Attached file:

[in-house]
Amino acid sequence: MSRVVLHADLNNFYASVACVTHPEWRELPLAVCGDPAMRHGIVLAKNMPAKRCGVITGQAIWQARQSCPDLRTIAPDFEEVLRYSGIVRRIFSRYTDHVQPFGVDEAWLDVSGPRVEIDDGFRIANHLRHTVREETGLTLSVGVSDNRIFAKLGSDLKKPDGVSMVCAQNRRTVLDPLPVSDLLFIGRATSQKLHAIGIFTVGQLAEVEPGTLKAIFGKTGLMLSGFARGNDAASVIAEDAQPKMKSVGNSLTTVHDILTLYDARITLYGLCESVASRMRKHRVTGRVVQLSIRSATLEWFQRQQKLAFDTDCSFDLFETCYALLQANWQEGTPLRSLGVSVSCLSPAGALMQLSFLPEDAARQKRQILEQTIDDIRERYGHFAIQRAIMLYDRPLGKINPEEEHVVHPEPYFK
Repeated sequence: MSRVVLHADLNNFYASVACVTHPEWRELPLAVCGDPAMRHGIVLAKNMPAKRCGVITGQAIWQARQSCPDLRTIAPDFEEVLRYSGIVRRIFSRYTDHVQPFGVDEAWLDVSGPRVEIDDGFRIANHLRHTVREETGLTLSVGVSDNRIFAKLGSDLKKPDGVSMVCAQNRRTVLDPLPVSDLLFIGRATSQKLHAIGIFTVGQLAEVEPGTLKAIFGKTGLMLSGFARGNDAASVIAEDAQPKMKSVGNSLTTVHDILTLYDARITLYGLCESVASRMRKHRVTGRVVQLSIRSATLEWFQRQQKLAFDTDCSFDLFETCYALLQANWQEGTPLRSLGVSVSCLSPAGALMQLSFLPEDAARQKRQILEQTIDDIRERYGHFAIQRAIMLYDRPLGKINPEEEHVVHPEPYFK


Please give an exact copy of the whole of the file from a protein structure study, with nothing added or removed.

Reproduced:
[in-house]
Amino acid sequence: MSRVVLHADLNNFYASVACVTHPEWRELPLAVCGDPAMRHGIVLAKNMPAKRCGVITGQAIWQARQSCPDLRTIAPDFEEVLRYSGIVRRIFSRYTDHVQPFGVDEAWLDVSGPRVEIDDGFRIANHLRHTVREETGLTLSVGVSDNRIFAKLGSDLKKPDGVSMVCAQNRRTVLDPLPVSDLLFIGRATSQKLHAIGIFTVGQLAEVEPGTLKAIFGKTGLMLSGFARGNDAASVIAEDAQPKMKSVGNSLTTVHDILTLYDARITLYGLCESVASRMRKHRVTGRVVQLSIRSATLEWFQRQQKLAFDTDCSFDLFETCYALLQANWQEGTPLRSLGVSVSCLSPAGALMQLSFLPEDAARQKRQILEQTIDDIRERYGHFAIQRAIMLYDRPLGKINPEEEHVVHPEPYFK
Repeated sequence: MSRVVLHADLNNFYASVACVTHPEWRELPLAVCGDPAMRHGIVLAKNMPAKRCGVITGQAIWQARQSCPDLRTIAPDFEEVLRYSGIVRRIFSRYTDHVQPFGVDEAWLDVSGPRVEIDDGFRIANHLRHTVREETGLTLSVGVSDNRIFAKLGSDLKKPDGVSMVCAQNRRTVLDPLPVSDLLFIGRATSQKLHAIGIFTVGQLAEVEPGTLKAIFGKTGLMLSGFARGNDAASVIAEDAQPKMKSVGNSLTTVHDILTLYDARITLYGLCESVASRMRKHRVTGRVVQLSIRSATLEWFQRQQKLAFDTDCSFDLFETCYALLQANWQEGTPLRSLGVSVSCLSPAGALMQLSFLPEDAARQKRQILEQTIDDIRERYGHFAIQRAIMLYDRPLGKINPEEEHVVHPEPYFK